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#studentviews: How can young doctors be discouraged from leaving the NHS?

With many junior doctors leaving the NHS workforce to pursue careers elsewhere, staff shortages look likely to worsen over the coming months. Short of meeting unions’ wage demands, improvements in working conditions could make some contribution to addressing this challenge.

Many trainee doctors leave the NHS after their initial two years of training. Some do so on a plane in search of better working conditions abroad.

Stopping this ‘brain drain’ should be a no-brainer for policy-makers. The migration of valuable workers has a negative effect on the nation’s productivity, limiting economic growth. The loss is twofold: with trained doctors fleeing or striking, ill workers in other sectors are stuck on hospital waiting lists, unable to work to the best of their ability or even at all.

The UK has seen major disruptions in the NHS, with doctors taking frequent industrial action. The total of rescheduled appointments and procedures over the eight months of strikes now stands at 839,327. The NHS waiting list has reached record length, directly affecting the labour market. According to the British Medical Association, the backlog now stands at 7.2 million people needing medical care. Data show that 20% of workers have had to reduce their working hours while awaiting treatment.

It is clear that something needs to change. Junior doctors deserve higher pay, with this group having seen an 8% fall in their real wages over the past 11 years. But are there simpler solutions to show doctors that they are appreciated? Something needs to be done to get them back into hospitals while wage disputes continue.

Many people are unaware just how difficult a day in the life of a junior doctor is – and how easily change could be implemented to reduce the challenges they face. After speaking to Peggy, a doctor who has recently finished her second year of foundation training, it is clear that she is utterly fed up. Peggy highlighted the experiences that made her job difficult, noting small things that leave her feeling ‘de-humanised’ at work.

It is important to think what anyone would want when working a 12-hour night shift. Basics should be hot food and a bed? These are not currently offered. Changing facilities and easy access to wards? Not available. Free parking? Instead, this costs staff members £26 per month.

Small things can go a long way. Peggy’s hospital management demonstrated that they were aware of this. When consultants were covering the junior doctors’ shifts due to strikes, all these amenities appeared to be available. There was suddenly an empty day ward that would be perfect for the consultants to rest their eyes on fresh linens. The consultants were provided with free food and more than adequate pay, with some being paid £200 an hour.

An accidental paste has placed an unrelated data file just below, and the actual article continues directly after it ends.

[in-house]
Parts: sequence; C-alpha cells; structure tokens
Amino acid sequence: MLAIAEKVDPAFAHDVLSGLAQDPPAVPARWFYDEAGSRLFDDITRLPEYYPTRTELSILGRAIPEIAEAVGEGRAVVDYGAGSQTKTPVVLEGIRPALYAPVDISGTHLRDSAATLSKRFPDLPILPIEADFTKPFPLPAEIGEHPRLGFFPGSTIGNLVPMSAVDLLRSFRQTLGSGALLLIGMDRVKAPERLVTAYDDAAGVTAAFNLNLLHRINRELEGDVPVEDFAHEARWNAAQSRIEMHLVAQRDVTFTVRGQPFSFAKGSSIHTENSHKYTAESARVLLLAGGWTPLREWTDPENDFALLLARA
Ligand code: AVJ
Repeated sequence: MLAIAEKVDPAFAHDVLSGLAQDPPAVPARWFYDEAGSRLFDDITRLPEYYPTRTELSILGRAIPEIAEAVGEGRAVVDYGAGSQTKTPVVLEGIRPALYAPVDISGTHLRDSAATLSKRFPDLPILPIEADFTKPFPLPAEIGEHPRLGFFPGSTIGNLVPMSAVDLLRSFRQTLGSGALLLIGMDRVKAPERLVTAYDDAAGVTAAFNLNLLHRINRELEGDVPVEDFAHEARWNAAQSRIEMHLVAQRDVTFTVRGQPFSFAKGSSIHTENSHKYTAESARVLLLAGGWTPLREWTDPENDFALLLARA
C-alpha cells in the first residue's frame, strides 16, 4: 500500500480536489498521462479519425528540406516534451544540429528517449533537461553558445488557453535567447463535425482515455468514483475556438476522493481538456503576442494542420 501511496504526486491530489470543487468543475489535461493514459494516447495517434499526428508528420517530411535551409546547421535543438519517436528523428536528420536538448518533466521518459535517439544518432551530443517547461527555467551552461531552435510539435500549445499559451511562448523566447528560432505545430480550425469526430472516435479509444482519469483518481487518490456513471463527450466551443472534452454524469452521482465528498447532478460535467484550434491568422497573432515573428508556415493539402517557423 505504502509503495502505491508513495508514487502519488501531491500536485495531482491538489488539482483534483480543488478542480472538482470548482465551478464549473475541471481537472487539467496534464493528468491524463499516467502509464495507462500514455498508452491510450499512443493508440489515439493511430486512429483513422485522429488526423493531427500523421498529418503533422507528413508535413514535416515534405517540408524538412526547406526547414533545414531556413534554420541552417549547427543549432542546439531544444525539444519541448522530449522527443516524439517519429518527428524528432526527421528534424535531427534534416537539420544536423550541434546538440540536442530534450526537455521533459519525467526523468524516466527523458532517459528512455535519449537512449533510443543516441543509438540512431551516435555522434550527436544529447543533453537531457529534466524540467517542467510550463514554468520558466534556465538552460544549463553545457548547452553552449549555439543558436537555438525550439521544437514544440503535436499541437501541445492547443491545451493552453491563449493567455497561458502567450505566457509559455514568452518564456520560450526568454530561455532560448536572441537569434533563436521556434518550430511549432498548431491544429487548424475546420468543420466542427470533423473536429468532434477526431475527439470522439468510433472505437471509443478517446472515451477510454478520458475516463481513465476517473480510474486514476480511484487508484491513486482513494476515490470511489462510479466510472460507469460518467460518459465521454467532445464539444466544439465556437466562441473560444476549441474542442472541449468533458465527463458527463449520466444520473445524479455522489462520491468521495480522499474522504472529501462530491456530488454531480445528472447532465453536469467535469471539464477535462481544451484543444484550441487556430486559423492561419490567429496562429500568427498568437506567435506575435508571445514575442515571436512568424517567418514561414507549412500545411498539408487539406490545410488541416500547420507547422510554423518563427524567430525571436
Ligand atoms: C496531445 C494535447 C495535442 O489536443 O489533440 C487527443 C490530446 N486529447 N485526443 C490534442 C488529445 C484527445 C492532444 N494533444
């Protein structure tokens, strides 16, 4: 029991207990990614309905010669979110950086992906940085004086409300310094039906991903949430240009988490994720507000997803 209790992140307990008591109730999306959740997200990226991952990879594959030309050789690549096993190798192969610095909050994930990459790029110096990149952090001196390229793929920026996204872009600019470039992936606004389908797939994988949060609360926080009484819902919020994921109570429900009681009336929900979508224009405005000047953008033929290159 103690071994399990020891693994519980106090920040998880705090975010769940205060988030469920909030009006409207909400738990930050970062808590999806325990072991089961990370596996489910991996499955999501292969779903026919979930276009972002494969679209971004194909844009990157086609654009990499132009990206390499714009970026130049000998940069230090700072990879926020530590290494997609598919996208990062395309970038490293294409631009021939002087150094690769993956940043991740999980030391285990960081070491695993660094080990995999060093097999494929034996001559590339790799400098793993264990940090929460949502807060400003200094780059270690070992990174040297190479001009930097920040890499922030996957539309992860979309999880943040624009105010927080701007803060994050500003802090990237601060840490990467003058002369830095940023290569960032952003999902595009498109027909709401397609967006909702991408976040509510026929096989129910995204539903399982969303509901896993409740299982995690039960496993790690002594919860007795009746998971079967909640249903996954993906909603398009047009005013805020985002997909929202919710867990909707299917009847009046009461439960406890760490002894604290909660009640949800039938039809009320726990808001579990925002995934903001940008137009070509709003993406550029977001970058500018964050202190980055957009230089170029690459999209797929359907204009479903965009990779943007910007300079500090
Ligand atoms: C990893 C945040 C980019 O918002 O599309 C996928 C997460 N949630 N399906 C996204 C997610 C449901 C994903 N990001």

But when the junior doctors came back the next day, the ward was locked, and all the basic amenities were taken away. So, Peggy trudged back to the common room where she ate a cereal bar for her dinner and attempted to sleep in a chair, feeling truly disillusioned.

It will come as no surprise that Peggy doesn’t plan on staying as a junior doctor in the UK. Instead, she has a job waiting for her in Brisbane. And she won’t be migrating alone: 12 out of 14 of her university friends already have jobs lined up down under. They are moving for the simple reason of wellbeing. In Australia, they will have to work fewer hours (decreasing from 48 hours, plus unpaid overtime, to 38 hours per week).

This mass migration is what economists call brain drain: the emigration of highly skilled and educated individuals, such as doctors, from one country or region to another. Healthcare professionals are leaving England in search of better compensation and working conditions.

This phenomenon affects the economy in a range of ways. The government invests heavily in the training of doctors and nurses. By losing them to other countries, they never reap the rewards, furthering the negative impact on national productivity (a measure of how efficiently the population works, which is a key driver of economic growth).

A productive nation means creation and innovation occur every day, meaning higher wages and a better standard of living. In an economy rocked by the Covid-19 pandemic, growth is more important than ever.

So, things need to change. The main problem is a failure of management, causing widespread disillusionment, particularly among the younger members of the NHS workforce. There are major changes that need to be implemented in the allocation of shifts and wellbeing support. But before these reforms, it would be easy to make small changes that can make a big difference to staff wellbeing.

Providing junior doctors with spaces to rest, change and eat sound simple, but they could have a huge impact on staff retention. There could also be wider economic effects. Having a happier, more productive NHS will help to shorten waiting lists and make the whole country more productive, promoting post-pandemic economic growth.

Author: Beth Spooner
Editor’s note: This article is from the University of Bristol’s communicating economics class of 2023-24.
Picture by janecampbell21 on iStock
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